Time Out says
“What kind of restaurant makes you cook your own food?” That’s the question Bob Harris – Bill Murray’s character in hit movie Lost in Translation – asks after a particularly bad lunch experience. And it’s a question that many people across the world who are uninitiated in the ways of hot pot, Korean barbecue or shabu shabu would ask. But we Hongkongers don’t share in this sentiment. We positively love restaurants that make you cook your own food. Especially if they’re as great as, well, Yakiniku Great.
Again, for the uninitiated, yakiniku, meaning ‘grilled meat’ in Japanese, refers to the style of cooking bite-sized flesh on a griddle. And there’s no shortage of these eateries already here in Hong Kong. But Yakiniku Great are experts. All the way from Japan’s Kanto region, the new restaurant is a specialist in kuroge (Japanese black breed) wagyu. Cooked by you. On the grill. This eatery, in fact, wants to shout out that the best steaks are not just the fatty ones. It offers special rare lean cuts which are selected daily by chef Shoji Tsugawa.
The interiors at Yakiniku Great are simple, with grill-centred wooden tables sitting next to whitewashed walls. Two large murals depicting cuts of beef adorn these walls and just like the no-fuss interiors, the menu is equally simple. It’s all about the meats. And the prices aren’t wallet-busting either. Most of the wagyu category hovers around the $200 mark and there’s a half portion option for the extra-special cuts.
We begin our journey with a lightly seared wagyu sushi topped with a speck of marinated ginger. We thoroughly enjoy its smooth consistency but we didn’t ask for this. However, we’re told that with any drinks order there’s an appetiser that costs $30 served with the alcohol. It all sounds, ironically, a little lost in translation, but it’s a great surprise so we roll with it. The first slices of meat to arrive are the tougarashi ($109 for a half portion), a leaner cut that’s from around the shoulder part of a bull. We’re instructed to sear each side for three seconds on the griddle and then garnish with wasabi. Perfect timing. The texture is extremely smooth and the meaty flavours are rich and strong. Next up is the shakushi ($198), also from around the shoulder part of the animal. Paper thin and almost translucent, we’re told to cook these slices for three seconds only. Three Mississippis later and the meat melts as soon as it hits our tongue with the fatty aromas permeating the palate. Delicious.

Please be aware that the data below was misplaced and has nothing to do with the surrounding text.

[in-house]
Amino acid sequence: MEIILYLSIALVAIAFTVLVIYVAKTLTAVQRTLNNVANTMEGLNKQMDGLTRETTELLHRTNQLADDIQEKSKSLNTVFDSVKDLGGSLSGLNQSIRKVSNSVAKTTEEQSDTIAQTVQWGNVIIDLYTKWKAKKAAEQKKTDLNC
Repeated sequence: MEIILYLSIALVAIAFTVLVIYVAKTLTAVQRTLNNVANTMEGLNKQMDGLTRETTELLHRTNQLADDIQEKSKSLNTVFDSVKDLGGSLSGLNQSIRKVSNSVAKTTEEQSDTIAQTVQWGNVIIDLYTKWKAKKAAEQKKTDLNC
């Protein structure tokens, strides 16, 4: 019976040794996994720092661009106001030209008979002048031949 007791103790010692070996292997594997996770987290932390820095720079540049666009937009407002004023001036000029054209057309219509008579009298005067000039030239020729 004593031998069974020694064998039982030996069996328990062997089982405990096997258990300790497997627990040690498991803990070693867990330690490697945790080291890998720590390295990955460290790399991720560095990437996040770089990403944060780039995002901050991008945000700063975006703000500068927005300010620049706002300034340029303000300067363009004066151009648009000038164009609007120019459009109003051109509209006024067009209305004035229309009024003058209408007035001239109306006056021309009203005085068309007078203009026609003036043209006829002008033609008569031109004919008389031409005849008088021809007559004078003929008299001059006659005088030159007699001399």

The recommended misuji ($298) then arrives. This piece is classed as the best you can get – A5 quality – and is said to always be sold out in Japan. Well seasoned, we’re advised not only on how long to grill it for but also to dip it in the chef’s special tare sauce. This by far is the juiciest of all the wagyu we sample but we do find the tare sauce a bit sweet, which rather distracts from the superior aromas of the grilled flesh.
It’s at this point, though, we’re glad we’ve ordered the ‘Great salad’ ($98) as the rich pieces of meat are already singing and dancing in our stomachs. The lettuce is crisp and the dressing is extremely light, encouraging us to keep on eating. To mix things up a bit, we order the chicken thigh ($98) but our execution of the fowl fails miserably as the outside bits are burned and some pieces are still raw inside. Still, that’s our fault and we can hear Bob Harris chuckling somewhere in the ether. However, not all is lost as the yuzu pepper that comes with the chook is strong in citrus flavours and works wonders with the edible-albeit-charred pieces.
But then comes the pièce de résistance: the Kyoto yaki-shabu ($228 a piece). This large, thin piece of steak is garnished with a little salt and ceremoniously cooked for us by the staff. We suspect we’re not trusted to take on this specialty because it’s served in an ‘egg soufflé’. Timing it perfectly, our server expertly and quickly pours sauce over the meat and after it’s done, the beef is folded into a small cup of what turns out to be egg sauce and not an actual soufflé. Yes, the smooth egg sauce is again a little on the sweet side but when we bite down on the folds of beef, it acts as a conduit to the meat flavours and we’re in carnivore heaven once more. A totally rich and satisfying triumph. After that dramatic end to the meal, we can only stomach something simple for dessert and the monaka ice cream ($38) – or ice cream sandwich – is the perfect antidote to all the flesh. The velvety ice cream hydrates our palate after that intense lineup of grilled meats.
There’s no denying there’s an extreme amount of thought that’s been put into how each slice of wagyu is served at Yakiniku Great. Chef Tsugawa has clearly spent a lot of time analysing each cut and timing the grilling to perfection so you get the best out of the flavours. And it’s time well spent. The meats are nothing short of exceptional. So, to answer Bob Harris – this kind of restaurant makes you cook your own food. The kind that wants you to experience the best flavours of the meat when they’re all right there, just seconds off the grill. Yakiniku Great is great at this. And, to relate with Bob Harris in the film: yes, this food would also go perfectly with a Suntory whisky. Lisa Cam
Yakiniku Great Unit 1, G/F, Manhattan Ave, 255 Queen’s Rd C, Central, 3565 6129; facebook.com/yakinikugreat.hk.